Why does CHR not use the antral follicle count (AFC)?

Many colleagues, especially in Europe, frequently use the so-called antral follicle count (AFC) to assess functional ovarian reserve (FOR). As AFC denotes in its name, it represents an assessment of the so-called antral follicles in both ovaries. Although antral follicles are the smallest follicles visible on ultrasound, they represent quite an advanced stage of follicle maturation. Indeed, they are already beyond what is called the small growing follicle stage, where DHEA and human growth hormone (HGH) are effective in affecting the number and quality of the eggs.

The AFC has been demonstrated to correlate reasonably well with FSH as well as AMH levels in determining FOR. At CHR, our studies have, however, suggested that the sonographic assessments of AFCs differ too much between physicians. This does not mean that CHR does not look at AFCs and often even records them but CHR does not use AFCs to determine stimulation protocols for each patient. Instead, the reliance is on FSH, AMH, estradiol levels and very accurate follicle size assessments. The latter has in recent years gained additional importance because of Highly Individualized Egg Retrieval (HIER), which, considering CHR’s patient population, now a majority of the center’s patients are treated with.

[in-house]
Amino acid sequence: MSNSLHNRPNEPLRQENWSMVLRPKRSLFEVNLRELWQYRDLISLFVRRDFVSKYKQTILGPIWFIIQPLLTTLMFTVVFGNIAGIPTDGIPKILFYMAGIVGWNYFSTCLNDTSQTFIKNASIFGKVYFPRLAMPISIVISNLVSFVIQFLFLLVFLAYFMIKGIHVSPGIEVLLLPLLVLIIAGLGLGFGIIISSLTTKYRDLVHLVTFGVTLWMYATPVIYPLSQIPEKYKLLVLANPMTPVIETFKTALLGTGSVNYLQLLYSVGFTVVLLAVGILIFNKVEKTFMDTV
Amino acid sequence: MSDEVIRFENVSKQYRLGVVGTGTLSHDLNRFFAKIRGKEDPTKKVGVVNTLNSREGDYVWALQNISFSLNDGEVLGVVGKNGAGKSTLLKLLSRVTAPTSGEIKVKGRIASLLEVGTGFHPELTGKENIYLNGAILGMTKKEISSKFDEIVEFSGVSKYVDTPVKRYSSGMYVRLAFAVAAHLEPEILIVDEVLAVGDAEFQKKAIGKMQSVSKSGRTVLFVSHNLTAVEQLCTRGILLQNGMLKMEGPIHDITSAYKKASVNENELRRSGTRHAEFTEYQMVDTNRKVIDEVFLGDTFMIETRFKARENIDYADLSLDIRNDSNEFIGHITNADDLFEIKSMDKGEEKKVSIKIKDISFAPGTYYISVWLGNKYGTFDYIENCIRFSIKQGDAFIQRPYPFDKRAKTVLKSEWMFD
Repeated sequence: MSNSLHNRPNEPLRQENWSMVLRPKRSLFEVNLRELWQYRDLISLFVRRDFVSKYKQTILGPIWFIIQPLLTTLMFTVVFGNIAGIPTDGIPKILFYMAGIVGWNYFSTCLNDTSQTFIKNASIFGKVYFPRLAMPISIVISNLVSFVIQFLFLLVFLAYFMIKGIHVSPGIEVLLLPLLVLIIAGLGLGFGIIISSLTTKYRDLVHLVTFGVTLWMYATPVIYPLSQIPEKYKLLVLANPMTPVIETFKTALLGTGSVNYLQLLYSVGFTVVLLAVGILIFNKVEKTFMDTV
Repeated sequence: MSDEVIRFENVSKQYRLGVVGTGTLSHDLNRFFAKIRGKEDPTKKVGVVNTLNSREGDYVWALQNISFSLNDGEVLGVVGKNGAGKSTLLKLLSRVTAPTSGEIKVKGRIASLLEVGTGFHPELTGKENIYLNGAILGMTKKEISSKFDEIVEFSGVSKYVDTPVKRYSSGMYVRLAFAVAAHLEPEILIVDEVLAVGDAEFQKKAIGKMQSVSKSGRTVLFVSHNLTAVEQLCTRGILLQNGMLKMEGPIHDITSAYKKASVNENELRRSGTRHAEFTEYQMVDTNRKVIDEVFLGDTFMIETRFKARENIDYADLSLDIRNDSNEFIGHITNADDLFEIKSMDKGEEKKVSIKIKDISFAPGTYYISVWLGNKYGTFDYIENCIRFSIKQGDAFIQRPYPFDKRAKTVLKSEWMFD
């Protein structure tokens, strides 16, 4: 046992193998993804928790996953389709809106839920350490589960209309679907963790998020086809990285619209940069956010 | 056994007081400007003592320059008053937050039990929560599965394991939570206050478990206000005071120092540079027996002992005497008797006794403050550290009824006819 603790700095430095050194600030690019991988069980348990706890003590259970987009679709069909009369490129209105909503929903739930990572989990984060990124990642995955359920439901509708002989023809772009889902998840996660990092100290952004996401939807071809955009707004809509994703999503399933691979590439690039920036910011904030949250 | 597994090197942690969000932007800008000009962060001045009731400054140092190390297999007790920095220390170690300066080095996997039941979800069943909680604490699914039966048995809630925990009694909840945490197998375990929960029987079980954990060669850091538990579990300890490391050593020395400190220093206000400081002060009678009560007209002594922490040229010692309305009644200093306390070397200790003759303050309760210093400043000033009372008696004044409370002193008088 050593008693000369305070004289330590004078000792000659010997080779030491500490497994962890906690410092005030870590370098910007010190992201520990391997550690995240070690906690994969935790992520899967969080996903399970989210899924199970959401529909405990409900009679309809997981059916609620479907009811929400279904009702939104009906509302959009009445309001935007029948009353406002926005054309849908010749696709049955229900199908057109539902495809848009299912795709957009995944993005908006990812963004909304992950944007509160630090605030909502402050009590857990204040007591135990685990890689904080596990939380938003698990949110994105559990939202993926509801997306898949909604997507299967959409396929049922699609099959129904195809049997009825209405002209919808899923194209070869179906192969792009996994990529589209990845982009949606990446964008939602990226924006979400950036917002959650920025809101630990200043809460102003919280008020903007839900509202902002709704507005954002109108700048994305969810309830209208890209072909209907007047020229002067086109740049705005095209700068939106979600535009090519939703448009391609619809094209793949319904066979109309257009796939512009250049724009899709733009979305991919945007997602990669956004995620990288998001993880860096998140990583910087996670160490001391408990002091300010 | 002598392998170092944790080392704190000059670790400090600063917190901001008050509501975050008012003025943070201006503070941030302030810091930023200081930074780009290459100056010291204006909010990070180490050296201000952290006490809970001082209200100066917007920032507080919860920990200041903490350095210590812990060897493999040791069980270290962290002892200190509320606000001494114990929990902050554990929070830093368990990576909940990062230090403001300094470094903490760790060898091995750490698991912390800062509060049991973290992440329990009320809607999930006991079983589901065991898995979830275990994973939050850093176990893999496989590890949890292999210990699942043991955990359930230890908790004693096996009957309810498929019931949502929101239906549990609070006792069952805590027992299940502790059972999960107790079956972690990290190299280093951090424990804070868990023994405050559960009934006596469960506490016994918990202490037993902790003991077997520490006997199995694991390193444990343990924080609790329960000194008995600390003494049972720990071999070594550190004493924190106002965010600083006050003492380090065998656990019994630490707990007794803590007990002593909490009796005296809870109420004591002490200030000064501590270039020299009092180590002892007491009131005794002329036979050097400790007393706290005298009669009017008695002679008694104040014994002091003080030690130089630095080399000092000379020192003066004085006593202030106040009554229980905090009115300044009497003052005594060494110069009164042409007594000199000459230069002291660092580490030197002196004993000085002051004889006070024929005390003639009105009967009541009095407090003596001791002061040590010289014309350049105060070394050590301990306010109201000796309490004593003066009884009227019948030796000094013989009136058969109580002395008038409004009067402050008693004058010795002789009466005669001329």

This is a part of the November 2018 CHR VOICE.

Norbert Gleicher, MD, leads CHR’s clinical and research efforts as Medical Director and Chief Scientist. A world-renowned reproductive endocrinologist, Dr. Gleicher has published hundreds of peer-reviewed papers and lectured globally while keeping an active clinical career focused on ovarian aging, immunological issues and other difficult cases of infertility.